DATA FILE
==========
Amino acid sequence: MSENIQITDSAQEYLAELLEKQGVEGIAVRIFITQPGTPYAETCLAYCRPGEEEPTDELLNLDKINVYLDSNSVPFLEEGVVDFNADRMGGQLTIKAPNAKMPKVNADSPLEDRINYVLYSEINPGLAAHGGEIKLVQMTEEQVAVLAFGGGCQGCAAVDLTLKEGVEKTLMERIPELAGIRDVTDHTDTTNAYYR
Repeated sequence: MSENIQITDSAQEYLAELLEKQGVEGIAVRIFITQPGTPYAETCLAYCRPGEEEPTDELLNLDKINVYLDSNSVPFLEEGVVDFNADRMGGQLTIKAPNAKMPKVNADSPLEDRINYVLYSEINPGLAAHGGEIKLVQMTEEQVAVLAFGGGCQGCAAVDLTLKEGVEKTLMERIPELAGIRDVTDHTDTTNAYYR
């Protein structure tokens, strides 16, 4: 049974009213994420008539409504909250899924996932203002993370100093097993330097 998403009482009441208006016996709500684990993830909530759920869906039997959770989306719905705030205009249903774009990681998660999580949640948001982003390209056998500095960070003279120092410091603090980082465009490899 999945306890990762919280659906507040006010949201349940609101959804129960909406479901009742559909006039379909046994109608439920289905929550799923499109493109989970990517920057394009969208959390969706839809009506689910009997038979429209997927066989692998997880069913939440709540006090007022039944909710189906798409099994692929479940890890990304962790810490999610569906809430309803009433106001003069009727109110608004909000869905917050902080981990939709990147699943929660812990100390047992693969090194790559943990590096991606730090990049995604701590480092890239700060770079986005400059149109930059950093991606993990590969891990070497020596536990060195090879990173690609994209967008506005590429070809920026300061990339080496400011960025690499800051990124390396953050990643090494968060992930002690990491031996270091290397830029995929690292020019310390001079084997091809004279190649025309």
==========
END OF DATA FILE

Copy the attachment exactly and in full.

Amino acid sequence: MSENIQITDSAQEYLAELLEKQGVEGIAVRIFITQPGTPYAETCLAYCRPGEEEPTDELLNLDKINVYLDSNSVPFLEEGVVDFNADRMGGQLTIKAPNAKMPKVNADSPLEDRINYVLYSEINPGLAAHGGEIKLVQMTEEQVAVLAFGGGCQGCAAVDLTLKEGVEKTLMERIPELAGIRDVTDHTDTTNAYYR
Repeated sequence: MSENIQITDSAQEYLAELLEKQGVEGIAVRIFITQPGTPYAETCLAYCRPGEEEPTDELLNLDKINVYLDSNSVPFLEEGVVDFNADRMGGQLTIKAPNAKMPKVNADSPLEDRINYVLYSEINPGLAAHGGEIKLVQMTEEQVAVLAFGGGCQGCAAVDLTLKEGVEKTLMERIPELAGIRDVTDHTDTTNAYYR
């Protein structure tokens, strides 16, 4: 049974009213994420008539409504909250899924996932203002993370100093097993330097 998403009482009441208006016996709500684990993830909530759920869906039997959770989306719905705030205009249903774009990681998660999580949640948001982003390209056998500095960070003279120092410091603090980082465009490899 999945306890990762919280659906507040006010949201349940609101959804129960909406479901009742559909006039379909046994109608439920289905929550799923499109493109989970990517920057394009969208959390969706839809009506689910009997038979429209997927066989692998997880069913939440709540006090007022039944909710189906798409099994692929479940890890990304962790810490999610569906809430309803009433106001003069009727109110608004909000869905917050902080981990939709990147699943929660812990100390047992693969090194790559943990590096991606730090990049995604701590480092890239700060770079986005400059149109930059950093991606993990590969891990070497020596536990060195090879990173690609994209967008506005590429070809920026300061990339080496400011960025690499800051990124390396953050990643090494968060992930002690990491031996270091290397830029995929690292020019310390001079084997091809004279190649025309």